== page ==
of fish tales and thomas the doubter
i don’t hear the jump.
i turn at the splash. the ripples are there, but my eyes are late.
no fish to speak of.
summer has felt like a jig-saw puzzle poured out onto the floor. no one has taken the time to put it back together. it leaves me unsettled, like the splash of a bluegill.
i didn’t get to see it.
so what now?
what now when the night falls earlier and i pull my jacket closer?
knowing jesus can feel like that missed moment. splashes all around and no fish to speak of. it’s frustrating. and humiliating.
it can knock a proud soul down to almost nothing. standing out there so long with a fishing pole without so much as a nibble.
knowing that romans promise, that it does not depend on man’s desire or effort, but on god’s mercy, it makes me want to pack it up, pack it in. get my suit on and jump in the lake. i’ll swim clear to the other side. i’ll find another shore. if i hear a splash behind me, i won’t turn around.
fool me once.
fool me twice.
fool me over and over and over again, god.
i’m the fool.
john wimber said it so casually on stage before hundreds of followers.
“i’m a fool for jesus. whose fool are you?”
they laughed and considered and rallied around being jesus’ fool.
but an abstract thought tossed from the edge of a stage and a fool’s pride banged up are two different things.
they are two different things.
i’m talking to a friend who graduated from bible college. he was fed on miracle stories about saved souls overseas. he flew there after studies were done and began to serve only to find that what he’d been told didn’t quite square with reality.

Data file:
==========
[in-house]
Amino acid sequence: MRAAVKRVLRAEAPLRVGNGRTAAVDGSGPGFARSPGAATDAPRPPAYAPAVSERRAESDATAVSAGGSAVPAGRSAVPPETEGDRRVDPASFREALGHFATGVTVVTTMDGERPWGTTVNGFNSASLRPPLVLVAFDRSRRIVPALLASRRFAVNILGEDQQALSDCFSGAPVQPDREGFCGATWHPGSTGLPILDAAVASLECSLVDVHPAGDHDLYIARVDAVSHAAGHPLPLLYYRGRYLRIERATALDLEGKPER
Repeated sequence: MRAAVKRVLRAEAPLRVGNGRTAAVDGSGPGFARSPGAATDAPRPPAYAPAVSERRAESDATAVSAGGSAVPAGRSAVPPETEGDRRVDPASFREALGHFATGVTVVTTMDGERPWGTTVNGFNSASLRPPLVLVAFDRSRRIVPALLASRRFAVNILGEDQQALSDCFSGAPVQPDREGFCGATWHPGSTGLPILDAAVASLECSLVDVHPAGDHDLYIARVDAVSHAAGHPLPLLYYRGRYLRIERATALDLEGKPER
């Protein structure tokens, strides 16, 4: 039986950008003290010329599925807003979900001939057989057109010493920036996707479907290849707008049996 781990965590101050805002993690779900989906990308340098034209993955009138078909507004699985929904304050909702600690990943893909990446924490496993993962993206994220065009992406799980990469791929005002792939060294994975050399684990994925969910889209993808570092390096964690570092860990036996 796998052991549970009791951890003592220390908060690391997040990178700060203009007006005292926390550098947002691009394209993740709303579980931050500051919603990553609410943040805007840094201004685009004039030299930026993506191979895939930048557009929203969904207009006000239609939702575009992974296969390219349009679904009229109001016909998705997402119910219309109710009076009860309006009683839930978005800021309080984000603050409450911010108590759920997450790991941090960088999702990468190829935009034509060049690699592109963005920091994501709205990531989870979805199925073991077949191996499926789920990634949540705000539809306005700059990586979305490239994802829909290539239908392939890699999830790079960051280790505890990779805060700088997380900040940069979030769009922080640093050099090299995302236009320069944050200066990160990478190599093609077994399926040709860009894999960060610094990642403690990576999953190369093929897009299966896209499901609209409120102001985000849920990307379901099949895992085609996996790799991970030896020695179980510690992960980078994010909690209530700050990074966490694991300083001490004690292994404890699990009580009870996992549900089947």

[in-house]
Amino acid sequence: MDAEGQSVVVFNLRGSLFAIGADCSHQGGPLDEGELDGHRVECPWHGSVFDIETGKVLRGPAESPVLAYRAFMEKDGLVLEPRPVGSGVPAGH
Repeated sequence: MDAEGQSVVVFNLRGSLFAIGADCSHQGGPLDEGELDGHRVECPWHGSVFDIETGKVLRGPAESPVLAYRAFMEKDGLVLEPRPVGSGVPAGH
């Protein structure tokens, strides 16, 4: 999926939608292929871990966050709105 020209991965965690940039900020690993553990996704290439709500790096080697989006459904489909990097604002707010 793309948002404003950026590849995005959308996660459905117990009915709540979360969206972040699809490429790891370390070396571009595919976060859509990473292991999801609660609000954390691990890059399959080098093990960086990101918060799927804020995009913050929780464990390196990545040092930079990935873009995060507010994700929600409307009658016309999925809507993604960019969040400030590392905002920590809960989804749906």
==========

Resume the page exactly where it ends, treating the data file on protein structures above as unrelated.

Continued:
he had to decide if he believed what he’d been told.
and in the end, he didn’t.
he felt like he was telling lies with his life.
he couldn’t fake it til he maked it. he didn’t know if he missed god’s will or if coming home was the right thing. he’s still not sure.
and as he told his true story of not being able to believe, i saw the fish jump. his story felt more solid than one about a check showing up in the mailbox for the exact amount needed.
sometimes the truest thing is to say you don’t believe it anymore.
to hear the splash behind your back and keep walking even with all the miracle stories, prophetic words and dreams. keep walking away, keeping an eye out for a fish in mid air and ears open for stories that aren’t stories at all.
i stand on the dock with my son.
his line is in and right before our eyes, a fish jumps. the green scale curve above the water, up and over the surface. splash. back into the lake.
we saw it.
not because he had no faith, but because he needed to be sure of what was true. like a fish needs water, thomas needed to know that he knew.
and jesus was okay with that.
he told thomas to touch the wounds and he believed. jesus said blessed are those who do not need to know that they know and who still believe. but he didn’t forsake thomas because he doubted.
i count myself among those who want to be sure i’m not lying with my life.
there it is. it jumps right in front of us. no splash behind my back with someone else’s eyes wide saying, “did you see that!?”
my son, so young, has seen it, too. he’s no doubting thomas.
and what if the whole of my faith is for his?
what if my struggle to believe it’s all true is so that your faith is not such a struggle? so that his is easy?
peace is a strange thing. because that’s good enough for me.
it really is.
no one has an easy life. but if i can bear this portion of doubt, may you be like stephen, mary, silas or paul, my son. my friends.
may you tell the true stories of the miracles that you’ve seen with your own eyes.
gratitude list ~ one thousand gifts ~ 2104 – 2124
the one that got away
josh catching the thief
mist on the lake
great grandma bessey
deep water swimming
dad’s running dive